At the beginning of this semester, Urban Bush Women came [to perform on campus] and I was able to work on that show. It's great because you're able to get a behind-the-scenes [view] of the performers and how they work. I did sound for the first time this semester. What's great is that they talk with you and they want you to feel comfortable, [but] they also want you to learn. And there's always someone there to guide you. They don't make you feel stupid. It's wonderful. We do a lot of fun stuff - [like] an egg hunt and a Christmas party.

And my other extracurricular is Chamber Choir. I took a little year hiatus, but I'm back this semester. I joined my freshman year and I love it. [Chamber Choir Director] Robbie Greenlee is amazing and I'm kind of scared - I would like to join a chorus after I graduate - but I don't know...Robbie is just so unique and he's [so] good that I doubt I'll find anyone [else] like him. I really enjoy singing and it's a nice release.

Have you studied abroad during your time at Bowdoin?
I did. In the fall of 2003 I went to London on a program through Sarah Lawrence College called the British American Drama Academy (BADA). It was wonderful. It was mainly acting. BADA has two programs. There's the Shakespeare program, which is much more written-based, and you write a lot of essays; [but] I did the London Theater program, and that was awesome. [The program brings American students to England to be taught by British professionals.] It gave me a chance to really focus on acting for a semester, for three months.

There were only sixty students on my program and we were split up into four groups, sort of like your elementary school homeroom, so you would have all your classes with that one group. You didn't have the same classes every day. I think I took eight courses total. There was a physical comedy class, and a stage fighting class, there was Shakespeare, there was dramatic criticism, there was high comedy, there was movement, voice. There were a lot of courses and you sort of dabbled in everything. And there were tutorials every other week [where] you'd work on a monologue one-on-one with someone.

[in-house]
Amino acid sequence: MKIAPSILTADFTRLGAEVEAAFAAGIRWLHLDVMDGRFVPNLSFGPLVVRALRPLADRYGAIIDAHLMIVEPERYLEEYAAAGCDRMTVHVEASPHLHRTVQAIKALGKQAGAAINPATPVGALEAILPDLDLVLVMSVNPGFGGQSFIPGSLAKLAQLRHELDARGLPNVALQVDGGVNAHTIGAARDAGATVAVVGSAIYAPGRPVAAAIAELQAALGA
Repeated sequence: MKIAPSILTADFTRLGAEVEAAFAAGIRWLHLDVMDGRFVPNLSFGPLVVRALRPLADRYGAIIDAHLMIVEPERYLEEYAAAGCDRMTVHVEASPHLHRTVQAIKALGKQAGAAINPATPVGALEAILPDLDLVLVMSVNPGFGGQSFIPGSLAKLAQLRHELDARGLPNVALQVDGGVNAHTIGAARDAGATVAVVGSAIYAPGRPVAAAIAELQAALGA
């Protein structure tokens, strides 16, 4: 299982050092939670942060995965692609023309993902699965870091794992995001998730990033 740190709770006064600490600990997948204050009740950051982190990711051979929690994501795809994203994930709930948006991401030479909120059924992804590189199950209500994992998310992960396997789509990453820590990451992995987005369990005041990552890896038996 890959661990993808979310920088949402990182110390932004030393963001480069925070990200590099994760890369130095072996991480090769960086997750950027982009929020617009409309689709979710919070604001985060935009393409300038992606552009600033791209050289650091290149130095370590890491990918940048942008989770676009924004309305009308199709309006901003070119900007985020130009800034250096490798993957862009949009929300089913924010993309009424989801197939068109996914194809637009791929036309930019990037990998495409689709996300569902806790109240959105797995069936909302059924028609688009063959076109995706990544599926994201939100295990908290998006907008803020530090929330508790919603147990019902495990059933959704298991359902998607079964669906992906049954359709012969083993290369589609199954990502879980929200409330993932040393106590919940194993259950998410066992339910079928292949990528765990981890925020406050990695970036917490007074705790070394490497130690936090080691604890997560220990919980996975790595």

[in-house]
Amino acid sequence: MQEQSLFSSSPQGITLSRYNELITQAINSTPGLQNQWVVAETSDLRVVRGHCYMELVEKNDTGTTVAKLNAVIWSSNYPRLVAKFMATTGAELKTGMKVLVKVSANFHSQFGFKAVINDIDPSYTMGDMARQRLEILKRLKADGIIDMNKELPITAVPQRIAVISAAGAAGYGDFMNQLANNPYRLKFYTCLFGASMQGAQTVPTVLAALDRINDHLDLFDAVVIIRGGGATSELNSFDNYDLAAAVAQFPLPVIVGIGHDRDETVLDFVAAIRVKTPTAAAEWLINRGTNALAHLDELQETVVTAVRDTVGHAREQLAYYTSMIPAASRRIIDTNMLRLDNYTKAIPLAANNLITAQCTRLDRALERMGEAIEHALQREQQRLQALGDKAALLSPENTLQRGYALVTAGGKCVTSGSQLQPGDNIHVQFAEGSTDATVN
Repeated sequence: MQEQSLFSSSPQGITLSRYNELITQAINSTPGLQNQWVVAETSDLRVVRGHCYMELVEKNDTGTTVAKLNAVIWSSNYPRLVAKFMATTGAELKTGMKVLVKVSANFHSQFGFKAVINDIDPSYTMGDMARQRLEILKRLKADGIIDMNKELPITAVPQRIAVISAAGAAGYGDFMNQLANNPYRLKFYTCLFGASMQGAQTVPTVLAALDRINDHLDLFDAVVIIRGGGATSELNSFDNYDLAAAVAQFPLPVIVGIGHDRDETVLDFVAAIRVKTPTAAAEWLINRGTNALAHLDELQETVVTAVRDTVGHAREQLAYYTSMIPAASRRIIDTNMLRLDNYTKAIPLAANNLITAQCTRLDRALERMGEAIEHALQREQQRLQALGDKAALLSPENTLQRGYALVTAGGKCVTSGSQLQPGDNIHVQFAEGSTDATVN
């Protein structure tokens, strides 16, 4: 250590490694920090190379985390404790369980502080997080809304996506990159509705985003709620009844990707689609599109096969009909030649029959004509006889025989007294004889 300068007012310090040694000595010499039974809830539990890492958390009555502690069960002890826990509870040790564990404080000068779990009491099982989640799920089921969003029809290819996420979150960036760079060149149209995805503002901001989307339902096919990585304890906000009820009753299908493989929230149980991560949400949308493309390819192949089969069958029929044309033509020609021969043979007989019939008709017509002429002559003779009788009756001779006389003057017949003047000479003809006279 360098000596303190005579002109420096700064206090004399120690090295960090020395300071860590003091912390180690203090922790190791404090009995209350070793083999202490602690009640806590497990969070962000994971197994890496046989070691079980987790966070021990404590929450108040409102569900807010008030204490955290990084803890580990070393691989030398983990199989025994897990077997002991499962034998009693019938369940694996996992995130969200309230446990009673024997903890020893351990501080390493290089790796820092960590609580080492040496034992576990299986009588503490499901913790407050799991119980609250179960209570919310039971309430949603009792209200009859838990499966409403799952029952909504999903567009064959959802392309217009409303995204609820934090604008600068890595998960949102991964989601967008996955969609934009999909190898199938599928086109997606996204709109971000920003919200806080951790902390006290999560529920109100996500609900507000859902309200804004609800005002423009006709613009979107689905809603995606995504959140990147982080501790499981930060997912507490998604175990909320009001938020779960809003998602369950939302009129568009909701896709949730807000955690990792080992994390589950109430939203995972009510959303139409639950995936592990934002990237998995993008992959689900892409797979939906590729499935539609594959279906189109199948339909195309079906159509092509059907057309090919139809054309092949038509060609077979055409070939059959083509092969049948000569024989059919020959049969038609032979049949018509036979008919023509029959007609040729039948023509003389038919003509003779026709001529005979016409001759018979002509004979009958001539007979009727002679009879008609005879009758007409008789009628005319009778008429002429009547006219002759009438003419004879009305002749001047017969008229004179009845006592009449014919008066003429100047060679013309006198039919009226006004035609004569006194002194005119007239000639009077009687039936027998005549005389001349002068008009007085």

There were master classes - [Irish actress] Fiona Shaw came to speak. The last month is spent on final productions and there are three. I was in a production of Pericles. Everything ran so smoothly, and that last month was really a joy. That was what you were there for. You got to work with a cast and this director who was not one of the [BADA] teachers - [like all the directors] he was pulled from the outside. And so you work with them and they worked on a professional level. Then the performances are performed once [each], three days in a row, in a small little black box theater in London. I think that was one of the best performances I've ever done. And the people that I met there - it's just great. Study abroad is so essential. If you can get away - I know it's really hard for science majors - but it's such a key part of your college experience, even if it's only for a semester.

What is your best Bowdoin memory?
Actually, that's pretty simple. I took French my freshman and sophomore years, and [every year] the French Department takes a group of students to Quebec. That was really a lot of fun because I was a freshman and I was still getting to know people. It was so exciting, because Quebec is like a little European country in North America. It was great. We had a lot of free time to walk around. That's something that sticks out in my mind. It was [Assistant Professor of Romance Languages] Margaret Vété-Congolo and her husband, and [Associate Professor of Romance Languages] Charlotte Daniels and the two French [Teaching Assistants]. We were speaking French and we struggled, but it was fun. When we got there at night we immediately went to a crêperie. It was nice to see teachers out of the academic environment. C'est très bon.

What are your plans after graduation?
Aaaah! Explosion! I'm looking at internships at various theaters, mainly in the D.C. area, but I'm looking at one in Philadelphia, as well. It's mainly technical work, but I've been doing technical work for the past year and I would like to stick with that for a bit before I try acting. Stage management is one of things I enjoy most about technical work. So I'm just applying to various places and if someone would snag me, I would be most grateful. As long as I am doing something in theater I will be happy. So that's what I'm aiming for - theater, theater, theater.

What advice would you give to a prospective student or first year about the Bowdoin experience?
You have to say no to some stuff - you can't do everything. And there's so much stuff that I wish I could have done, that I would have tried. I really enjoyed the Pre-Orientation trip, and I would like to have gone on an Outing Club adventure. I think that would have been a lot of fun. But try to find a happy balance. Just take advantage of as much as you can without driving yourself insane. Have fun - we're young. I'm not saying don't go to classes, but just enjoy yourself.

Story posted on March 29, 2005